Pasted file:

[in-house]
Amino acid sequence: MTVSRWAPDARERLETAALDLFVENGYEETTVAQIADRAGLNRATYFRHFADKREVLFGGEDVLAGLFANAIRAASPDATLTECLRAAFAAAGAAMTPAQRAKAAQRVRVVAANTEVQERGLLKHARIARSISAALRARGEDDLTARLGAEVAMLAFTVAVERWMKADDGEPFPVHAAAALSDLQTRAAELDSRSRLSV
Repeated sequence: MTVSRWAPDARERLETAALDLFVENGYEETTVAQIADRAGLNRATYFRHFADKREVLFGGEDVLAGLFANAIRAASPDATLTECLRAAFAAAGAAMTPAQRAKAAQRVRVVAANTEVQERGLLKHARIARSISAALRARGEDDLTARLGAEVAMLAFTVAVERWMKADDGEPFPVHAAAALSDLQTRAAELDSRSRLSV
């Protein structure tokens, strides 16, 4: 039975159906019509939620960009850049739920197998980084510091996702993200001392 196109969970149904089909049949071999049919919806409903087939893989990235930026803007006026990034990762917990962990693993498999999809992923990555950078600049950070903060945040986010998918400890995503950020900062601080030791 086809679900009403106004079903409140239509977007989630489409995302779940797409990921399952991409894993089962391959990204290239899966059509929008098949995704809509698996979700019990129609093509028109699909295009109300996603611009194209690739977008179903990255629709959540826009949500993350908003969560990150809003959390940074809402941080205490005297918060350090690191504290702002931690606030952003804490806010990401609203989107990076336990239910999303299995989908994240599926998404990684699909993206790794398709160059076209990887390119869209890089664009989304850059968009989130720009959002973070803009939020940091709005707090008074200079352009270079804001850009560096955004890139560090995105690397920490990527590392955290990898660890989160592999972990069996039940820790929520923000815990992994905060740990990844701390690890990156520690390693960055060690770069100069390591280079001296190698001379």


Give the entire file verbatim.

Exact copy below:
[in-house]
Amino acid sequence: MTVSRWAPDARERLETAALDLFVENGYEETTVAQIADRAGLNRATYFRHFADKREVLFGGEDVLAGLFANAIRAASPDATLTECLRAAFAAAGAAMTPAQRAKAAQRVRVVAANTEVQERGLLKHARIARSISAALRARGEDDLTARLGAEVAMLAFTVAVERWMKADDGEPFPVHAAAALSDLQTRAAELDSRSRLSV
Repeated sequence: MTVSRWAPDARERLETAALDLFVENGYEETTVAQIADRAGLNRATYFRHFADKREVLFGGEDVLAGLFANAIRAASPDATLTECLRAAFAAAGAAMTPAQRAKAAQRVRVVAANTEVQERGLLKHARIARSISAALRARGEDDLTARLGAEVAMLAFTVAVERWMKADDGEPFPVHAAAALSDLQTRAAELDSRSRLSV
């Protein structure tokens, strides 16, 4: 039975159906019509939620960009850049739920197998980084510091996702993200001392 196109969970149904089909049949071999049919919806409903087939893989990235930026803007006026990034990762917990962990693993498999999809992923990555950078600049950070903060945040986010998918400890995503950020900062601080030791 086809679900009403106004079903409140239509977007989630489409995302779940797409990921399952991409894993089962391959990204290239899966059509929008098949995704809509698996979700019990129609093509028109699909295009109300996603611009194209690739977008179903990255629709959540826009949500993350908003969560990150809003959390940074809402941080205490005297918060350090690191504290702002931690606030952003804490806010990401609203989107990076336990239910999303299995989908994240599926998404990684699909993206790794398709160059076209990887390119869209890089664009989304850059968009989130720009959002973070803009939020940091709005707090008074200079352009270079804001850009560096955004890139560090995105690397920490990527590392955290990898660890989160592999972990069996039940820790929520923000815990992994905060740990990844701390690890990156520690390693960055060690770069100069390591280079001296190698001379």